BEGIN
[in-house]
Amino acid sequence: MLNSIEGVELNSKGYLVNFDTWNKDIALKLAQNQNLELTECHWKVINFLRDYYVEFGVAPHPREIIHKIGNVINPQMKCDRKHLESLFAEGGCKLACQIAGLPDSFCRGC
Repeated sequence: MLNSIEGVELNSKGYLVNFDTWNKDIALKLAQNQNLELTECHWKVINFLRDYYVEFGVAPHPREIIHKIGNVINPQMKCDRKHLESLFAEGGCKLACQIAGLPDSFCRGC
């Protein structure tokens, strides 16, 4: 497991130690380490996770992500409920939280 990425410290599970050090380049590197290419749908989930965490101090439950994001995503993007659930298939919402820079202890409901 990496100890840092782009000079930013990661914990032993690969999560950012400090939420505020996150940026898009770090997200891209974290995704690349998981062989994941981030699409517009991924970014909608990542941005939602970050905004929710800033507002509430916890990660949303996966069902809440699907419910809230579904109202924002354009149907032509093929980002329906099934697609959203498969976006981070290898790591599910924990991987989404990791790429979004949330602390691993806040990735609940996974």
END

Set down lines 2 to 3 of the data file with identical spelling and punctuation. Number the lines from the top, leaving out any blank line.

Amino acid sequence: MLNSIEGVELNSKGYLVNFDTWNKDIALKLAQNQNLELTECHWKVINFLRDYYVEFGVAPHPREIIHKIGNVINPQMKCDRKHLESLFAEGGCKLACQIAGLPDSFCRGC
Repeated sequence: MLNSIEGVELNSKGYLVNFDTWNKDIALKLAQNQNLELTECHWKVINFLRDYYVEFGVAPHPREIIHKIGNVINPQMKCDRKHLESLFAEGGCKLACQIAGLPDSFCRGC